Sam Rayburn Reservoir

Last updated
Sam Rayburn Reservoir
Location Angelina/ Nacogdoches/ San Augustine / Jasper / Sabine counties, Southeast Texas
Coordinates 31°03′40″N94°06′22″W / 31.06111°N 94.10611°W / 31.06111; -94.10611 Coordinates: 31°03′40″N94°06′22″W / 31.06111°N 94.10611°W / 31.06111; -94.10611
Type reservoir
Primary inflows Angelina River
Primary outflows Angelina River
Catchment area 3,449 sq mi (8,930 km2)
Basin  countriesUnited States
Max. length36.43 miles (58.63 km)
Max. width4.29 miles (6.90 km)
Surface area114,500 acres (463 km2)
Water volume3,997,600  acre⋅ft (4.9310 km3)
Surface elevation164 ft (50 m)
Islands numerous islands and islets

Sam Rayburn Reservoir is a reservoir in the United States in Deep East Texas, 70 mi (110 km) north of Beaumont. The reservoir is fed by the Angelina River, the major tributary of the Neches River. The Reservoir is upstream of the Big Thicket National Preserve.

Contents

The reservoir's capacity is 3,997,600 acre feet (4.9310×109 m3), and is the largest lake wholly within the state of Texas. The reservoir is operated by the United States Army Corps of Engineers, Fort Worth district.

History

Sam Rayburn Reservoir Sam Rayburn Reservoir.jpg
Sam Rayburn Reservoir

Construction began September 7, 1956, and the reservoir began serving its purpose on March 29, 1965. The main purposes of the reservoir are flood control, hydroelectric power generation, and conservation of water. Construction costs, including those for recreation facilities, were estimated at about $66 million.

It was known as McGee Bend Dam and Reservoir until 1963. In September of that year, the 88th Congress adopted a special resolution changing the name to "Sam Rayburn Dam and Reservoir" in honor of the recently deceased Speaker of the House Sam Rayburn, a long-time champion of soil and water conservation. Dedication ceremonies were held on May 8, 1965.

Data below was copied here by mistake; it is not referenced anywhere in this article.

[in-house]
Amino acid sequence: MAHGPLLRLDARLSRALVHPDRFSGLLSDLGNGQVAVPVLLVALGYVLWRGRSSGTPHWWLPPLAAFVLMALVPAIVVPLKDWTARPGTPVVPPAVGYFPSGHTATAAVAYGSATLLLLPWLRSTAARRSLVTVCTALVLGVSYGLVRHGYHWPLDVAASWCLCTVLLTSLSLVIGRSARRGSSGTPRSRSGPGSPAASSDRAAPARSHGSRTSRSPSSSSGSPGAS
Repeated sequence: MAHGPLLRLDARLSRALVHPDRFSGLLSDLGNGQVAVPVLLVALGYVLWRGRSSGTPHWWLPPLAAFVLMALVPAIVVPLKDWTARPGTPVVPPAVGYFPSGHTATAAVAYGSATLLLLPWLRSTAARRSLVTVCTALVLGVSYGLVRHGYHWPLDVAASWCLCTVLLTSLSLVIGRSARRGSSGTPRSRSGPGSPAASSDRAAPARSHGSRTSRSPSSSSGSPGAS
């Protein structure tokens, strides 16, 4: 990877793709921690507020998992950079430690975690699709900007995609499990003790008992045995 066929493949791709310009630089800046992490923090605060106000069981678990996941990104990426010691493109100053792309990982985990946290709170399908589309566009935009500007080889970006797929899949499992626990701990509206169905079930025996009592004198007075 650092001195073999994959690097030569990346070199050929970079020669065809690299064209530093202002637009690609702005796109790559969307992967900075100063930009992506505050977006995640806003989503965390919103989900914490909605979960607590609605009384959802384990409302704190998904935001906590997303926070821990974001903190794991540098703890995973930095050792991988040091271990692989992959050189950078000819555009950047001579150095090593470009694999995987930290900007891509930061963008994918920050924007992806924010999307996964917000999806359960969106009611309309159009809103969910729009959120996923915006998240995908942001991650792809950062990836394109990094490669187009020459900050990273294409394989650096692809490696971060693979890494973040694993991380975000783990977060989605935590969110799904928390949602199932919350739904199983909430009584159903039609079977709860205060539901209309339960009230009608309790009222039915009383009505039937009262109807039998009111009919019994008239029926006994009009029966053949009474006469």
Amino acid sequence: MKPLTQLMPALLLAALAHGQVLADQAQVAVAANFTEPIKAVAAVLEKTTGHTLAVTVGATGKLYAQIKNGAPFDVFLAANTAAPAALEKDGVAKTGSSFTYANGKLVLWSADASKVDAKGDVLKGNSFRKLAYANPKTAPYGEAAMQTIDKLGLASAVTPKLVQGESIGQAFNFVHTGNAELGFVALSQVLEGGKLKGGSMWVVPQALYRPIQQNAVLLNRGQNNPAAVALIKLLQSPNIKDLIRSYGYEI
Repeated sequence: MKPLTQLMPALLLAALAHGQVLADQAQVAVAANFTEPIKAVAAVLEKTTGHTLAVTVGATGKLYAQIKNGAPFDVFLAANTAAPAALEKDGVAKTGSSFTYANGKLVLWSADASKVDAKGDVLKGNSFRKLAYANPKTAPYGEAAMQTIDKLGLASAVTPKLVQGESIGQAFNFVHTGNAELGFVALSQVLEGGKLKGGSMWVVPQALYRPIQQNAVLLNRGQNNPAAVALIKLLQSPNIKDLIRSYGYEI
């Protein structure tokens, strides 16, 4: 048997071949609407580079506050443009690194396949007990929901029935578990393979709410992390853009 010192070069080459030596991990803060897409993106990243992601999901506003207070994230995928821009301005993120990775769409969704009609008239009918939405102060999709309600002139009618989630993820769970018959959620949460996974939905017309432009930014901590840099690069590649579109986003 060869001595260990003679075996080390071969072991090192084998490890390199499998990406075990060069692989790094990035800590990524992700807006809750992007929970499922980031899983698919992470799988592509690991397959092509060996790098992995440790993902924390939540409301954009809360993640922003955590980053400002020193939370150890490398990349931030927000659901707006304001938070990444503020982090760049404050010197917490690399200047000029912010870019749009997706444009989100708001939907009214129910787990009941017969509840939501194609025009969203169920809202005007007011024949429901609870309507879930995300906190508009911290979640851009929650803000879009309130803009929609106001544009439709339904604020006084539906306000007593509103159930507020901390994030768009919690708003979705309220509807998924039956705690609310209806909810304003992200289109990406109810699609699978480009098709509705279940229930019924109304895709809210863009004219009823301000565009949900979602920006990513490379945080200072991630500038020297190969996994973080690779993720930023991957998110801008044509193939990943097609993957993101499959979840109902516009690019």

In accordance with the 1945 federal Rivers and Harbors Act, four reservoirs were originally approved for the Neches and Angelina Rivers Basin. They were designated as Dam A, Dam B, Rockland, and McGee Bend. The first to be built was Dam B, completed on the Neches River in 1953. The name was changed to Town Bluff Dam and B. A. Steinhagen Reservoir, but locals still refer to it as Dam B. In 1955, Congress approved the funding for McGee Bend Dam and Reservoir, and construction began in 1957. Congress changed the name to Sam Rayburn Dam and Reservoir in 1963, and it was formally dedicated in 1965. The Dam A and Rockland dams, which were to be on the Neches River upstream from the convergence of the Neches and Angelina Rivers, were deemed to be unnecessary and listed as "deferred".

Lake Sam Rayburn can be crossed on Texas State Highway 147 and is a popular recreation destination, both for boating and fishing, with game fish species in the lake including largemouth bass, bluegill, and channel catfish. Due to the abundance of bass, it is home to more than 300 tournaments annually, which include tournaments such as ESPN/BASS Masters, BASS Champs, Wal Mart BFL, FLW Outdoors, the Cabela's Texas Team Trail, Angler's Quest, Bass-n-Bucks, and McDonald's Big Bass Splash. [1] In 2018, Lake Sam Rayburn was ranked number one by Bassmaster magazine for being the best bass lake in the nation. [2]

Famous people

The science-fiction and fantasy writer Ardath Mayhar lived near Sam Rayburn Lake, on a homestead bordering the Attoyac River above the lake. She wrote her tales there and also at a local bookstore she ran. [3]

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References

  1. U.S. Army Corps of Engineers - Lake Information
  2. 2018 Bassmaster Best Lakes
  3. "Deep Woods Lady", Starlog issue #159, October 1990 (a long interview with Ardath Mayhar)

Further reading